Cutting Tool Engineering
September 2013 / Volume 65 / Issue 9

Rep's pitch is high and outside

By Michael Deren

I’ve been working with our current tooling distributor or about 3 years, and we have a good working relationship because our company gets good pricing and product support. He doesn’t push top-of-the-line cutting tools, knowing they would be overkill for the jobs we run. His philosophy makes him successful: Provide the customer with the right tool for the job.

My boss had successfully worked with another distributor at his previous company and predicted positive results were we to switch. I initially balked, predicting a lead-in with a high-end toolmaker. Our purchasing person called an introductory meeting. In addition to the purchasing agent and me, in attendance were my boss, the distributor’s application/sales engineer and, sure enough, a sales rep from a high-end tooling company.

A few years back, I had a problem with this same distributor’s sales rep in New England. Of course, I didn’t hold my tongue and made it perfectly clear how I felt about the company and its reps. I also let the application/sales engineer know how I felt about him leading in with a high-end toolmaker when our primary workpiece material is cast aluminum. Several other toolmakers offer cutters that machine aluminum more effectively for a lot less money.

Nonetheless, I wanted to give the distributor a chance. First, we had a cast iron milling application where I was looking for a different boring bar and inserts. He shipped the tools on a Friday for testing the following Monday, but the sales rep was not available until Thursday. I then told the distributor they were not putting their best foot forward, especially when trying to court a new customer.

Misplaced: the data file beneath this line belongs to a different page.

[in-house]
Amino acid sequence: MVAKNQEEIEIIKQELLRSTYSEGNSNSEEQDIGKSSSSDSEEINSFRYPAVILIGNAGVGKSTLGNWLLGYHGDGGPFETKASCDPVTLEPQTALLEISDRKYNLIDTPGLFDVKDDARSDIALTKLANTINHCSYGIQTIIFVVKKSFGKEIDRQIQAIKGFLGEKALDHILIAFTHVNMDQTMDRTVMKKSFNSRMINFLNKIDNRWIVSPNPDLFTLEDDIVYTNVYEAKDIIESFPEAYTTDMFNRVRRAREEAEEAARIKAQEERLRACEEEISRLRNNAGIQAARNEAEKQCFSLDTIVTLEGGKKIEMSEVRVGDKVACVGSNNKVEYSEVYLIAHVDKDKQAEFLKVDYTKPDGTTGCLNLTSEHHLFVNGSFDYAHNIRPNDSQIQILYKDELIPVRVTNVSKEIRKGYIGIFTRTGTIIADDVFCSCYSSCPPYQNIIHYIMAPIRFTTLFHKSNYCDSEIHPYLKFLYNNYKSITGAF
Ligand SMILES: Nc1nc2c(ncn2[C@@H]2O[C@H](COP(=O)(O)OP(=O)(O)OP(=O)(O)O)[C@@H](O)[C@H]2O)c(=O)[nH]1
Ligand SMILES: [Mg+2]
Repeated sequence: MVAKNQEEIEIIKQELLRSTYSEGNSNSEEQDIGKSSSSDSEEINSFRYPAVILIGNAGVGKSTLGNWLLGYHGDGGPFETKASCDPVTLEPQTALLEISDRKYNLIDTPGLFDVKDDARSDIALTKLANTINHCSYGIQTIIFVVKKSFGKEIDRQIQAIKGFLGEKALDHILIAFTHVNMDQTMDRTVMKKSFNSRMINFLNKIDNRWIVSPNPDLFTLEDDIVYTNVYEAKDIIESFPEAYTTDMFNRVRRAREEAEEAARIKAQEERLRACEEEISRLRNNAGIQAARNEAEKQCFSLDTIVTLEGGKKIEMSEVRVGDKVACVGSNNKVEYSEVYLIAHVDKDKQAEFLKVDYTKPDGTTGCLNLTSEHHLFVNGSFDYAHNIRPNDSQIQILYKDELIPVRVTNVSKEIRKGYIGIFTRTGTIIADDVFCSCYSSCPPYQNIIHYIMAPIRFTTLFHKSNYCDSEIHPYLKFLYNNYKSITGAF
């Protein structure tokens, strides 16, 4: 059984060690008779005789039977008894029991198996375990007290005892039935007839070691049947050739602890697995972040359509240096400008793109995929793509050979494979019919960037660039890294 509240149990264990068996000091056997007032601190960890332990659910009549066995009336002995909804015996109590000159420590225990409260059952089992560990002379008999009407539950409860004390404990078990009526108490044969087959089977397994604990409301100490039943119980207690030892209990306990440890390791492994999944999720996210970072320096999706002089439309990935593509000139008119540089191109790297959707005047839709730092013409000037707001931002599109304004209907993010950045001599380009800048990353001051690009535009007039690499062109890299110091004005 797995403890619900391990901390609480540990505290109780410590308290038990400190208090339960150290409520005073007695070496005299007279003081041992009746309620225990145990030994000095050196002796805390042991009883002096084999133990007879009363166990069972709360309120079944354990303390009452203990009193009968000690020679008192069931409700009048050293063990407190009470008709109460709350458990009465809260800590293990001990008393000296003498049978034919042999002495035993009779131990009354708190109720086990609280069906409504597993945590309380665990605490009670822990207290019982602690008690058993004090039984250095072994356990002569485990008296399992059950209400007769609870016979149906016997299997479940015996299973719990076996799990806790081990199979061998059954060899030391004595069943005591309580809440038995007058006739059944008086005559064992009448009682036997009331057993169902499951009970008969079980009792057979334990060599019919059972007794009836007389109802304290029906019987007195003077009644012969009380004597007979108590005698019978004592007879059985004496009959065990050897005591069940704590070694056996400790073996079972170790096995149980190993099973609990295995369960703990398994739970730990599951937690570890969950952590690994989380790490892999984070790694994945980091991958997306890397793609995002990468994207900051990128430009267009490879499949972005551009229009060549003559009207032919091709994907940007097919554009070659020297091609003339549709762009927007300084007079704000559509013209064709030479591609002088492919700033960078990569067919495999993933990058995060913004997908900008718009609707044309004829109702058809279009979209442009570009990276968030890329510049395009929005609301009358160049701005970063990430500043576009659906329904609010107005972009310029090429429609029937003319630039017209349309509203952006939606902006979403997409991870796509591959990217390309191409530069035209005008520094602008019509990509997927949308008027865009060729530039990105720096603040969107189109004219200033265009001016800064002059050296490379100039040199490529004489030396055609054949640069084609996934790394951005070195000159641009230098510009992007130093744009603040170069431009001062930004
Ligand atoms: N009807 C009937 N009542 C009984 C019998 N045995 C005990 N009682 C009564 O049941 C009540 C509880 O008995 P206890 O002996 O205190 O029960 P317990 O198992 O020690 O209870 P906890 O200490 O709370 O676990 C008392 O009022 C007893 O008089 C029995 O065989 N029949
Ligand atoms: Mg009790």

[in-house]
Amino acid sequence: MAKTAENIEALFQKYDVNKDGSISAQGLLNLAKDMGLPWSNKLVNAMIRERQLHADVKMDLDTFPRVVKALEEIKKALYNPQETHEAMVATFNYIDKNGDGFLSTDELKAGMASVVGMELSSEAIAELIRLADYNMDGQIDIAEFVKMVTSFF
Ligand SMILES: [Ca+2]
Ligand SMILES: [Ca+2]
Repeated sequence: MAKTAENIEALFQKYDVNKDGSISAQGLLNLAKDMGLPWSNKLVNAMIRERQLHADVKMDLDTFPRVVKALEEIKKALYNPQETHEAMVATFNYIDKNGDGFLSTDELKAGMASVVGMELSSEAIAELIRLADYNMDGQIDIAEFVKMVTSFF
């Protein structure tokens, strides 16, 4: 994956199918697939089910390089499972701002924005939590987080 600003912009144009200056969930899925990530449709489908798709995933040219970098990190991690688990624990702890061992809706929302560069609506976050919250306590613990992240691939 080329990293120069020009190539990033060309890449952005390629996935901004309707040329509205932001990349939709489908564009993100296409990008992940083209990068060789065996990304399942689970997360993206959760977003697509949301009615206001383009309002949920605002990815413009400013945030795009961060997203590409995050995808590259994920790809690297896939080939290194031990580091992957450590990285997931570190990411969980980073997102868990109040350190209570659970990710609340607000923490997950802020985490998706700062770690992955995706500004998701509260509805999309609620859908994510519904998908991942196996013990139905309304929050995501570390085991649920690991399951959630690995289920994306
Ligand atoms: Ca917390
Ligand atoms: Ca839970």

To make matters worse, the test on Monday did not go well. The tool stalled our spindle because the distributor forgot we must have the inserts set in a stepped configuration in the holder because of the machine tool’s low horsepower. New inserts were then scheduled to arrive the next day.

Come Tuesday, the distributor apologized for not sending the inserts and indicated they would arrive the following day. We received them on Wednesday, but, lo and behold, they were the wrong size. Finally, the correct inserts arrived on Thursday.

On Friday, we finally ran the parts with the correct tools. My initial evaluation determined the operation was four times faster with the new tools than before, saving a few seconds per hole. But it was going to cost more than $1,700 in new tools to bore 699 holes per year—not very cost-effective.

However, I gave the distributor another opportunity, offering to conduct a process improvement plan on one of our parts. The tooling rep informed me he wasn’t available on Tuesday, Wednesday or Friday and wanted us to change our production schedule to accommodate him. Our purchasing person was furious, and I felt the same way. I told the distributor if the rep couldn’t accommodate our schedule, he should select another potential toolmaker from my list of approved ones. The tool rep did find an associate who could be there when we required, but, at his point, it was downhill for the whole lot of them.

Why waste everyone’s time courting a new customer if you aren’t prepared to accommodate them?

My initial vendor is still the vendor of choice for our company. They’ve worked hard to keep us as a customer, and my boss agrees they do a good job, especially compared to many other distributors. Those distributors will have an extremely tough time getting our business. CTE

About the Author: Mike Deren is a manufacturing engineer/project manager and a regular CTE contributor. E-mail:
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